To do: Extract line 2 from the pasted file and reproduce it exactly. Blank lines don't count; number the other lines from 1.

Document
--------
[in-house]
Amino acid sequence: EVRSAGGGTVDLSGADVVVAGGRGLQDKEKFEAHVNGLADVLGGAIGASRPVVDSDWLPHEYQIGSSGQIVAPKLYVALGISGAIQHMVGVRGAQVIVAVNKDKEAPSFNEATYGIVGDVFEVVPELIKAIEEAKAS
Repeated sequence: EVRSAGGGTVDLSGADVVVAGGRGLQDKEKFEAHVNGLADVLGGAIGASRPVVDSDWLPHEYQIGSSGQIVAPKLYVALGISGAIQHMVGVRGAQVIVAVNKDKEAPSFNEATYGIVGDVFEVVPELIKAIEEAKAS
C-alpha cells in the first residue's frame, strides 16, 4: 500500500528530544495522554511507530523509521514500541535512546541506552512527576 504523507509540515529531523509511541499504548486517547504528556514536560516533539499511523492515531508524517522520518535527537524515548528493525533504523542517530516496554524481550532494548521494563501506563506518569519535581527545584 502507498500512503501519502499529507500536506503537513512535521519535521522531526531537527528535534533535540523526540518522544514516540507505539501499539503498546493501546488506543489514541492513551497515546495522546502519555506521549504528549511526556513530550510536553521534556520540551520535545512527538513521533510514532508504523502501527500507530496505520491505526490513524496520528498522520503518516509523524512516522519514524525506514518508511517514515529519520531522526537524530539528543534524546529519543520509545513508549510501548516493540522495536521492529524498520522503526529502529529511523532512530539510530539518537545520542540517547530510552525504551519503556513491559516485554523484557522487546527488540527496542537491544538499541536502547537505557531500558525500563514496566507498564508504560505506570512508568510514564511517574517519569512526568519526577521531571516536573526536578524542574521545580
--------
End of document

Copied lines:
Amino acid sequence: EVRSAGGGTVDLSGADVVVAGGRGLQDKEKFEAHVNGLADVLGGAIGASRPVVDSDWLPHEYQIGSSGQIVAPKLYVALGISGAIQHMVGVRGAQVIVAVNKDKEAPSFNEATYGIVGDVFEVVPELIKAIEEAKAS